July 23, 2024
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Linking Northern and Central NJ, Bronx, Manhattan, Westchester and CT

David was known as a charitable, respected and active member of his community. He was out of the house a number of nights each week attending meetings. One night it was the shul, the next it was the school, and on another night he would visit the elderly in the local nursing home. When he was finishing dinner one night, his phone rang and he was asked to meet with a person who had come from Israel in need of tzedaka. After asking the person on the phone if he could meet with him the following day, the person on the line responded that the individual was leaving that night. Devorah, David’s wife, turned to him and said that she didn’t want him going out. He had not been home all week and had not spent time with his family. “But Chani is waiting for you to tell her a story in bed; I told her that you would be home tonight,” Devorah said. David looked at her and asked why she had put him in that position. “Why would you make me the one to disappoint her? You tell her a story; you should never have told her that I was going to be home in the first place.”

Devorah then responded that David was out of touch with his priorities and that he was making a real mistake. Their hostile interaction escalated as a pattern for months as Devorah and David became very distant from each other emotionally. Although the family functioned day to day, the negativity that was present with the parents began to seriously impact the children. David saw Devorah as picking on him and creating problems for his relationship with the children. Devorah would continue to tell him that he lacked boundaries and that the entire family suffered because of it. David and Devorah became so reactive to each other that they were no longer able to speak in a somewhat respectful manner to each other. Shouting matches became a regular staple of the household, and the relationship as well as the family was in crisis. Only when they got professional help did David realize that his wife was not trying to be critical of him, but actually cared about his ability to function. He started to understand that his lack of boundaries caused him to be so overwhelmed that their relationship was in serious jeopardy.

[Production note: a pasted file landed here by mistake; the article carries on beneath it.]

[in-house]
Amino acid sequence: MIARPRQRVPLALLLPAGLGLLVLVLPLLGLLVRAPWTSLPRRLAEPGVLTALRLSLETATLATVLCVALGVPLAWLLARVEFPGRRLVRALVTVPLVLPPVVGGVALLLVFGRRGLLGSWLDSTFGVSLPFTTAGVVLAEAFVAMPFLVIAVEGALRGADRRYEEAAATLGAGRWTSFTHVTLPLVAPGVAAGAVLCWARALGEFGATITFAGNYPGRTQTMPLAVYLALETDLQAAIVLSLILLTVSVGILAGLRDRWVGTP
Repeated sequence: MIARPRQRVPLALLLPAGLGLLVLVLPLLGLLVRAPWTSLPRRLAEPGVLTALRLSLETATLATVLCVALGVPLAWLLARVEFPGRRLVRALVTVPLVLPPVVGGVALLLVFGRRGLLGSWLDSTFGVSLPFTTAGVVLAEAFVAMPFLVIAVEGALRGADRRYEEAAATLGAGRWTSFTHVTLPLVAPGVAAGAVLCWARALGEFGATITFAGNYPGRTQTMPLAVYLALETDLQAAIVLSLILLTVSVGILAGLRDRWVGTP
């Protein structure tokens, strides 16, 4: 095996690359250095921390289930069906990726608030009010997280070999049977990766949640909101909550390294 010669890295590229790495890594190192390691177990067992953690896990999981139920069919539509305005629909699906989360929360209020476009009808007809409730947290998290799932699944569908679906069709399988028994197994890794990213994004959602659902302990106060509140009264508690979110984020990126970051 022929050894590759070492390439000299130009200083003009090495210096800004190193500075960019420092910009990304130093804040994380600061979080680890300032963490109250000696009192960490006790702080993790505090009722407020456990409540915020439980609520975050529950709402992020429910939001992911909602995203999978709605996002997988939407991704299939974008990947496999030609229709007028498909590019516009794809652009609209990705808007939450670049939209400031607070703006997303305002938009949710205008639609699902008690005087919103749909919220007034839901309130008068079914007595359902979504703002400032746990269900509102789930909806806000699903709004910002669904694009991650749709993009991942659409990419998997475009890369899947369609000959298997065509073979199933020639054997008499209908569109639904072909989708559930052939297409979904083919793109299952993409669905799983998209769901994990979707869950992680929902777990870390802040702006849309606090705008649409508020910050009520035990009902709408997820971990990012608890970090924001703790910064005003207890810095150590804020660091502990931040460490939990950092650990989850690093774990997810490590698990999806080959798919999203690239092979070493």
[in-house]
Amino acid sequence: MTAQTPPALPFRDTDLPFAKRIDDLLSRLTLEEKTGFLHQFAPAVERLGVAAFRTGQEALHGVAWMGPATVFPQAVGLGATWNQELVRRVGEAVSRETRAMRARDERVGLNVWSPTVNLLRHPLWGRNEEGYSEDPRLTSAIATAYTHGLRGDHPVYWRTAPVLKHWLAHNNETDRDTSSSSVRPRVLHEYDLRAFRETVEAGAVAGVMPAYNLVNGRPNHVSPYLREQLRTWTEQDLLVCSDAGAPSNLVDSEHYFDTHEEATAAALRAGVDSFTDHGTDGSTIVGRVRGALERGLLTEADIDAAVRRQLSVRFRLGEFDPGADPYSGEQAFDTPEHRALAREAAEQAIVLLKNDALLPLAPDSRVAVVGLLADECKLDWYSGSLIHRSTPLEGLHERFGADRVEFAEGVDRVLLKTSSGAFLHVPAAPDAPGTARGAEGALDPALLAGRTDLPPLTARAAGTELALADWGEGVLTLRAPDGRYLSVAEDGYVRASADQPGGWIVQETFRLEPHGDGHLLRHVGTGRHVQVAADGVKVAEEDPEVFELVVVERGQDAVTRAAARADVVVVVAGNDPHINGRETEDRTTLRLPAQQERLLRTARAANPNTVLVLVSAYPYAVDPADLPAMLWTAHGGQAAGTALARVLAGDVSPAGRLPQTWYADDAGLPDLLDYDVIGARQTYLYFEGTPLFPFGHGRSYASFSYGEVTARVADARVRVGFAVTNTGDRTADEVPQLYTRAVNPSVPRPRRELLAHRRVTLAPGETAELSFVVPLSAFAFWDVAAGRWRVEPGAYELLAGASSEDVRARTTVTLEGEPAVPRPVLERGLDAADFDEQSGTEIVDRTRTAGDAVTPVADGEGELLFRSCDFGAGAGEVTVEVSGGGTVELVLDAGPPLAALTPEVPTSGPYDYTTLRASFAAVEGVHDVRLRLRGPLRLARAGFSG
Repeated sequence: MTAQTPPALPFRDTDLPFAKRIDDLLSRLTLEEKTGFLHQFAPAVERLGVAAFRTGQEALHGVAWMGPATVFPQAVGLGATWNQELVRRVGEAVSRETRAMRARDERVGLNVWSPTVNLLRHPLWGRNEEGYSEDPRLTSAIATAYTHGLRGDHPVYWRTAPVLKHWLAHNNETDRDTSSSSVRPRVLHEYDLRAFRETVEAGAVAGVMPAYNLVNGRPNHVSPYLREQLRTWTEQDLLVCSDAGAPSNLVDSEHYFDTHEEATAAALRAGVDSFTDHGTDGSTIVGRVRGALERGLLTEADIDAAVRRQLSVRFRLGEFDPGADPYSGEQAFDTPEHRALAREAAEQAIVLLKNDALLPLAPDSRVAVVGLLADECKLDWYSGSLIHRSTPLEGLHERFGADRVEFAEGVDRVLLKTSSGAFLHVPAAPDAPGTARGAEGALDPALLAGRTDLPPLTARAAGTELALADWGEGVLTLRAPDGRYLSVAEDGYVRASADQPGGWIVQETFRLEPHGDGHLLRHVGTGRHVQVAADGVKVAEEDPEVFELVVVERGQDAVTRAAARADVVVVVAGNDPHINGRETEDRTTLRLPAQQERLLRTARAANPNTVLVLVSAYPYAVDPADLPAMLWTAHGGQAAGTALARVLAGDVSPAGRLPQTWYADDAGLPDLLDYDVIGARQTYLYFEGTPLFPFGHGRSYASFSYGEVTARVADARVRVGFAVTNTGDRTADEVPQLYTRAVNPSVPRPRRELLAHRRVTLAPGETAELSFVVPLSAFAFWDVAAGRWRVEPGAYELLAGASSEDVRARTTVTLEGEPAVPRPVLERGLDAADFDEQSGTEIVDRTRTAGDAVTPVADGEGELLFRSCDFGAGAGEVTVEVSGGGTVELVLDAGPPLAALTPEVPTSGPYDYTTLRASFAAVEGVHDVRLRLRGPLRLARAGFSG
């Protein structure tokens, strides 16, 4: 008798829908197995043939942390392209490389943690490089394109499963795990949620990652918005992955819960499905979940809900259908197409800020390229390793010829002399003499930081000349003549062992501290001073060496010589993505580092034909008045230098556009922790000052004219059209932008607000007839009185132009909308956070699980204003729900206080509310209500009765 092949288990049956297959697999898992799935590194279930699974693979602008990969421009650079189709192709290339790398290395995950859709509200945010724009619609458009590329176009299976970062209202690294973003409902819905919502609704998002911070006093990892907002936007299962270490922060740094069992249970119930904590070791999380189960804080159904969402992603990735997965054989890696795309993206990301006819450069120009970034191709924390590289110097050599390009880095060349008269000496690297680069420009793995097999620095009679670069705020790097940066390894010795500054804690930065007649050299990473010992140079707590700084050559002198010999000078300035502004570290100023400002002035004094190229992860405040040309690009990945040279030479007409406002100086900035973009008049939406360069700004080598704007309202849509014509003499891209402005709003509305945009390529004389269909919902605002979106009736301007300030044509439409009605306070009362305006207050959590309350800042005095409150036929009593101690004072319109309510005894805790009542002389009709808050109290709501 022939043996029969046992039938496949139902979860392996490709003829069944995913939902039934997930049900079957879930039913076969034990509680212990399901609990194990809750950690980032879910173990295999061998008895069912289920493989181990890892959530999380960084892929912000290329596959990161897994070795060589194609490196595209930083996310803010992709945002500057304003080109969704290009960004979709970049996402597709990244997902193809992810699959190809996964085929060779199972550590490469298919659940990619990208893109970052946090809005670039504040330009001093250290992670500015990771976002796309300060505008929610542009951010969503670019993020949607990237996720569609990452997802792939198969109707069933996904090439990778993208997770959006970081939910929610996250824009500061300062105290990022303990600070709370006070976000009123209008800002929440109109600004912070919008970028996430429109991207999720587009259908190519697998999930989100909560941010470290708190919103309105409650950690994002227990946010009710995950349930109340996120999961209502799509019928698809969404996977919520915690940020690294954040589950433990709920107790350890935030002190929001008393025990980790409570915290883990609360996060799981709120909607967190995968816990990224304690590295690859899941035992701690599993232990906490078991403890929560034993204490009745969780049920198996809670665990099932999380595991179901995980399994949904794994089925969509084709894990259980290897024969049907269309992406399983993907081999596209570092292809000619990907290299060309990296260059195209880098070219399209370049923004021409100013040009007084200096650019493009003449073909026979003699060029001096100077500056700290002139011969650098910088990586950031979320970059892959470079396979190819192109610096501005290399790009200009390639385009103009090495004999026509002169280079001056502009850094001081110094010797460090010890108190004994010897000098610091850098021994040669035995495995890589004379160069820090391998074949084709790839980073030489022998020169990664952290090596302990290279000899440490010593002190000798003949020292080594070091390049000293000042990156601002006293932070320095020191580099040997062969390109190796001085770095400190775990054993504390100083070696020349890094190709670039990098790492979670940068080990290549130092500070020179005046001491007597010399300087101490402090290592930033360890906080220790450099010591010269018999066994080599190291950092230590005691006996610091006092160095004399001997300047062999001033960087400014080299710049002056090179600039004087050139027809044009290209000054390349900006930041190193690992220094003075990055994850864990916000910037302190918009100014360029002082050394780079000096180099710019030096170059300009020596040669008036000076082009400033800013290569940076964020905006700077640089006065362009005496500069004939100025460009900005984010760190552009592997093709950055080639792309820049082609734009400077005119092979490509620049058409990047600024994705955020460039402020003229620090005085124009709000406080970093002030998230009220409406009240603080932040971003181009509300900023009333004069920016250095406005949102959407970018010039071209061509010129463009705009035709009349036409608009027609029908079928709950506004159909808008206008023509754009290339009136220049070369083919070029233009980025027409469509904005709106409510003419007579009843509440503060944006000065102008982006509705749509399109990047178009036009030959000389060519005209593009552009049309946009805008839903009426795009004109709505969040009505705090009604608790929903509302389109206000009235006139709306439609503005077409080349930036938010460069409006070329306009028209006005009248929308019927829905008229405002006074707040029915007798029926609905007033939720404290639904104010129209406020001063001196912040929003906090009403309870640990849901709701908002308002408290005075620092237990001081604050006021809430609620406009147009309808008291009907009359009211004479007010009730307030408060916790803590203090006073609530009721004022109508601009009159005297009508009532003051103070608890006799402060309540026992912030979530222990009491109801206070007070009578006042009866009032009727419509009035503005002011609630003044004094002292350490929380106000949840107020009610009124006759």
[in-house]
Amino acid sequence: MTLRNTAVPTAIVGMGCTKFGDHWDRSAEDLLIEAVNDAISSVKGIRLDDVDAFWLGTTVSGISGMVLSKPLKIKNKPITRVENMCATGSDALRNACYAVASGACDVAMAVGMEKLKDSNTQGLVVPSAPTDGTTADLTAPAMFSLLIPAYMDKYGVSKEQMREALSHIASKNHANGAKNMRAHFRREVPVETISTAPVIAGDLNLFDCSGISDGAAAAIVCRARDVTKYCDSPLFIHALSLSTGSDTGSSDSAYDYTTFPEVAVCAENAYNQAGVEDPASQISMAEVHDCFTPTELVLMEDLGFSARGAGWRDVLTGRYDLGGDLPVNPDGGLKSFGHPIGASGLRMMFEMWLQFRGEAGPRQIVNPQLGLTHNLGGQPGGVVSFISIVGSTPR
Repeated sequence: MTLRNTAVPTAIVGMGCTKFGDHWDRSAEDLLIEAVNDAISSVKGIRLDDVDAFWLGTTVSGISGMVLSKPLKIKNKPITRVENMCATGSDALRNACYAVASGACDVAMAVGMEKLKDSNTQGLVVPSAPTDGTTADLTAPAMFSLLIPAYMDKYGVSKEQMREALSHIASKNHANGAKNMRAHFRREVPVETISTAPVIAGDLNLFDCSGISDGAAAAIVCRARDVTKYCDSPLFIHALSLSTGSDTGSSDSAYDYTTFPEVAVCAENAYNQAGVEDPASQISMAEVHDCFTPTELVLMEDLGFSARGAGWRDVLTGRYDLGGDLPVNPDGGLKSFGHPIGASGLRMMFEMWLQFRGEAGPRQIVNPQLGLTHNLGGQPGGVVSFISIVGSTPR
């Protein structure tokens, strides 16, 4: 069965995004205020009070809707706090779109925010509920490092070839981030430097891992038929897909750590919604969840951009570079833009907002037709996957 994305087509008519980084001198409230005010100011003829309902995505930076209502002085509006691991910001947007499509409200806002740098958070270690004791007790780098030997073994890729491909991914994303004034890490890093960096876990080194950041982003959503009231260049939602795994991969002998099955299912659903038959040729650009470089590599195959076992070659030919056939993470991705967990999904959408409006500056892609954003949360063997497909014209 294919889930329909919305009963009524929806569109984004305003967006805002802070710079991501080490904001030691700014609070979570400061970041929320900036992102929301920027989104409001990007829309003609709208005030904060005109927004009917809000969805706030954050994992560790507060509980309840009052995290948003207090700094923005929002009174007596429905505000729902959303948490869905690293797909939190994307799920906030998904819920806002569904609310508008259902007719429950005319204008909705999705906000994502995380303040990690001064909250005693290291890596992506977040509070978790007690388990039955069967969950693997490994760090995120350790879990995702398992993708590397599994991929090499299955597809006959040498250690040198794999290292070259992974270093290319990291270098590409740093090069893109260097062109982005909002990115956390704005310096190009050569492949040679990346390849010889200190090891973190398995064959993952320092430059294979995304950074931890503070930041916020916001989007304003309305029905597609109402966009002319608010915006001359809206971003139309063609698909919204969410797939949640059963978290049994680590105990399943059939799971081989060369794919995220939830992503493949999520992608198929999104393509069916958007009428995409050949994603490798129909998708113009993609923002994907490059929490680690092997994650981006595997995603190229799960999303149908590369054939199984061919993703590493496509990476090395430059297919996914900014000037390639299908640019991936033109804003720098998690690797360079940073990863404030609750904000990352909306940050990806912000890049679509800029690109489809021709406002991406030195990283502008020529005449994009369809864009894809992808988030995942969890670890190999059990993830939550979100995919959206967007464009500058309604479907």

There are times in life when people who care about us try to remind us of the need for boundaries. These reminders can be met with skepticism and even anger. We become defensive and feel that we are being criticized or picked on. It is worthwhile for us to pause at such a moment and honestly contemplate the motives of the individual approaching us.

A lack of boundaries often breeds resentment and leads to a chaotic lifestyle. A boundaryless life can easily become a very lonely one, where we can become obsessed with gaining the approval of others to the extent that we fail to recognize the costs associated with such a pursuit. We may end up blaming the wrong people for our hectic and demanding lifestyle. This in turn can have serious consequences for us.

In Parshat Bamidbar the Torah tells us that the tribe of Levi was charged with guarding the Mishkan and its vessels “because” of the Bnei Yisrael. Rav Shlomo Kluger, zt”l, questioned the use of the word “because” found in the pasuk. Rav Kluger explained that Hashem’s concern was not that something would happen to the Mishkan, but that the wrong people would end up going into the Mishkan. The role of Shevet Levi was to protect the sanctity of the Mishkan by ensuring that only those permitted to enter certain areas were able to do so, and that the “outsider” would not die from mistakenly making the wrong turn. Sometimes in life we may become frustrated and even angry at people who may be trying to look out for us. While Shevet Levi had total control of the Mishkan, they did so not for their own benefit but for our own benefit, namely our safety. It was this boundary that saved many from perishing. Just as the Mishkan needed boundaries and an entire tribe dedicated to ensuring the implementation of those boundaries, we too need boundaries in our lives and must trust our closest confidants to help ensure our safety.

By Rabbi Eliezer Zwickler

 Rabbi Eliezer Zwickler is rabbi of Congregation AABJ&D in West Orange, New Jersey, and is a licensed clinical social worker in private practice. Rabbi Zwickler can be reached at [email protected].

 

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